A common worry among new cat owners is – how to get the cat to scratch at his scratching post and not the furniture? The answer is part cat psychology and part perseverance!
Scratching is a typical feline trait. The cat flexes its body and limbs, has a nice robust scratch, and marked the spot as “his”. It also liberates the claws of aged, sloughed layers. It is part “territorial marking” and part exercise.
Cats are territorial animals, they understand very well what is theirs and what is not if shown. By making full use of their territorial tendency is probably the best approach by letting them know which furniture is “theirs” and which is off limit. To make this work, it is advisable to have a few pieces of cat furniture around and then educate them which are for their enjoyments, and which are not. Here are some suggestions.
Start them young! Scratching behavior starts to emerge around the time that kittens are being weaned off milk. Training should start as soon as this behavior shows. Older cats likely require longer training period but absolutely trainable. Just be tenacious, kind but consistent.
Choose a scratching post that the cat likes. You may need to carry out some trial and error to find a post your cat likes. Most cats like the vertical post. The post should be tall and solid enough for your cat to fully stretch out his body and four limbs without tumbling. An unstable post is most likely ignored by your cat. Some feline friends like to claw on horizontal surfaces.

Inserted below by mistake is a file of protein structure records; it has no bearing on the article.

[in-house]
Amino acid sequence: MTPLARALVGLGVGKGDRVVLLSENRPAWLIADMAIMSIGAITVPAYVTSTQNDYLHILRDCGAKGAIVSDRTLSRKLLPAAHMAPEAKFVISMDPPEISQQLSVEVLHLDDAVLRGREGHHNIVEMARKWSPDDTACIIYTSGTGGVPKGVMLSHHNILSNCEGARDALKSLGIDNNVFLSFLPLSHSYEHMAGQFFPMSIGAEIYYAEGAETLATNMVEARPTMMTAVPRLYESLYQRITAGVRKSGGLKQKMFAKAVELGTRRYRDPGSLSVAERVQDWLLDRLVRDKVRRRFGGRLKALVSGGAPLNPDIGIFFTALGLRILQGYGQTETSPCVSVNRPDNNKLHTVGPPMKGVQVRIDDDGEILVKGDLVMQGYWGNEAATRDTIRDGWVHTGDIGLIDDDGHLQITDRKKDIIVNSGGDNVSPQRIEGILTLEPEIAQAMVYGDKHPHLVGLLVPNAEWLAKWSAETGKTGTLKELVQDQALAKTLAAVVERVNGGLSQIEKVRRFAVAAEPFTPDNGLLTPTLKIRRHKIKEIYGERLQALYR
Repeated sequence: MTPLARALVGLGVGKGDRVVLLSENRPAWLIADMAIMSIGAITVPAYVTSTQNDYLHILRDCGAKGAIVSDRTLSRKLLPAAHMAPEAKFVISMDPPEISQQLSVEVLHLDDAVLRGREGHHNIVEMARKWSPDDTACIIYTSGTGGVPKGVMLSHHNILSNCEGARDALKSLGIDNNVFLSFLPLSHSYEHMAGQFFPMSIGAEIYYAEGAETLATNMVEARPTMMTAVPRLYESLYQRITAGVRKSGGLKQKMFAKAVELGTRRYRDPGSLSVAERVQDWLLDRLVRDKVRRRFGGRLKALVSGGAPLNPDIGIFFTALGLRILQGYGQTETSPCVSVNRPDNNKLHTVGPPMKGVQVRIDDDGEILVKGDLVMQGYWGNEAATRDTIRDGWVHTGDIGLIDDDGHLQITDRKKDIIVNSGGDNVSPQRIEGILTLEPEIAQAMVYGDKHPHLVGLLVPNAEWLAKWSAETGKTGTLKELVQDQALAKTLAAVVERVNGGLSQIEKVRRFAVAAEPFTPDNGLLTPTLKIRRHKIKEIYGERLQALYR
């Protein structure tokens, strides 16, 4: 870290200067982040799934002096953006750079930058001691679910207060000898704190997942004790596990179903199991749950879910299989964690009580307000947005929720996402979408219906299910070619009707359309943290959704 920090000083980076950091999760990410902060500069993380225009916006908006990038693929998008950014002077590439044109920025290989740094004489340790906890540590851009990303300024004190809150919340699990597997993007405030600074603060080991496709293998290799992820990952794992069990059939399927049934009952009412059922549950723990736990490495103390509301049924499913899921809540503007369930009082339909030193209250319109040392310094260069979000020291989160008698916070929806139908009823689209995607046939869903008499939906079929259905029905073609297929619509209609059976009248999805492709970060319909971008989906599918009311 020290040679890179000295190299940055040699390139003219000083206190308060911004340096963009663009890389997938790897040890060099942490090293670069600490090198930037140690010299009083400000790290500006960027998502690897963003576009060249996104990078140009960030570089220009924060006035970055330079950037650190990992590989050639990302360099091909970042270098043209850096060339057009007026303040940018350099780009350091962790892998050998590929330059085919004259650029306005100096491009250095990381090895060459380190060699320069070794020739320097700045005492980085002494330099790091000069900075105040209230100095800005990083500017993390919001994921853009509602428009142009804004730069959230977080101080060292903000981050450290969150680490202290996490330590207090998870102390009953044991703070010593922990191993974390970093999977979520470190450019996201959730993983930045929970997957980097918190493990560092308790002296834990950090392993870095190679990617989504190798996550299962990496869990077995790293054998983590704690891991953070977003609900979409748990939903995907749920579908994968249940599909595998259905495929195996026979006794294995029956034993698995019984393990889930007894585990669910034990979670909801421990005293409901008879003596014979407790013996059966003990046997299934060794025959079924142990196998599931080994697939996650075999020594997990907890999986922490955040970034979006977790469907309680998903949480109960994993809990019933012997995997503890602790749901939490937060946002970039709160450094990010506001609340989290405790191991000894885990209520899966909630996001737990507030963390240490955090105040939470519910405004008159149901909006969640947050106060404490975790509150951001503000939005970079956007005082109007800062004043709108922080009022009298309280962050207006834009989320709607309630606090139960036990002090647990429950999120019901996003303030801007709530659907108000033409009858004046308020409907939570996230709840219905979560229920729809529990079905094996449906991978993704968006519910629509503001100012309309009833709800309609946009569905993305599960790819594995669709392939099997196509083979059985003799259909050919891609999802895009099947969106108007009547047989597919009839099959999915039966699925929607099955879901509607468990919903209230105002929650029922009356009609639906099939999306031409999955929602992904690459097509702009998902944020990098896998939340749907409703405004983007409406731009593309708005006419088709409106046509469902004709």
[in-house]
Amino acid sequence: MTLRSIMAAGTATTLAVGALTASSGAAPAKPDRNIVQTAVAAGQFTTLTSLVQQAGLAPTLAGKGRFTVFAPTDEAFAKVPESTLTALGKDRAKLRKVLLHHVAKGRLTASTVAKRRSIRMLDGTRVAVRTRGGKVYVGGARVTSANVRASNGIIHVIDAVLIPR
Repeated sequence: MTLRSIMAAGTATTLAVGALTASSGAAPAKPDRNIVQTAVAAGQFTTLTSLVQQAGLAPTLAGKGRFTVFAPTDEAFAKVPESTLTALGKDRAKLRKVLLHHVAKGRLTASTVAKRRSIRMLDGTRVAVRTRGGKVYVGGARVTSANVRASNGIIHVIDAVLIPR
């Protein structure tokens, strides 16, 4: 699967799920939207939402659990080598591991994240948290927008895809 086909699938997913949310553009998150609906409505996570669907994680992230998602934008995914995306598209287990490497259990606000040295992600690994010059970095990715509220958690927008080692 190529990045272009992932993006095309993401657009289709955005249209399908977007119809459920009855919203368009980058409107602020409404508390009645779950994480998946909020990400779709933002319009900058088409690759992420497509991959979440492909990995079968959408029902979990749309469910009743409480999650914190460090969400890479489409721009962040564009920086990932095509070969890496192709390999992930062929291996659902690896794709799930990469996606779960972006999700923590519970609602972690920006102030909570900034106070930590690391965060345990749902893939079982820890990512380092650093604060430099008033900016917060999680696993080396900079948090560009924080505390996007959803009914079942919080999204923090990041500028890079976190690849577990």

Whether it is vertical or horizontal, the post can be surfaced with sisal rope, carpet material, or cardboard. Some cats like to scratch on a tree trunk or rough wood with the bark still on it.
Place the scratching post where the cat needs it. This is crucial. Cats usually like to limber up and scratch after awakening from a nap, so put the post next to wherever he likes to nap. You may need to put a few posts around the house where napping occurs. Place one next to an irresistible furniture may protect your furniture from further scratching.
Use encouragements and dissuasion. Dangling a favorite toy or rubbing a little catnip on a new post would encourage your cat to use it. Don’t forget to praise him for using it. A little cooing and treat rewarding would go a long way.
When he begins to scratch on a piece of off-limit furniture, you need to promptly let him know that this is not allowed by uttering a word in loud, low voice such as “CLAWS!” or “STOPS!”. This usually startles them and stops them in their tracks. Then pick him up and place him in front of his nearest scratching post. Most cats learn pretty quickly.
A verbal control method, accompany by appropriate encouragement is a far better method than physical reprimand such as spraying a cat with water to discipline the cat. Cats are highly intelligent creatures, an “insulting” gesture may produce counter-productive behavior.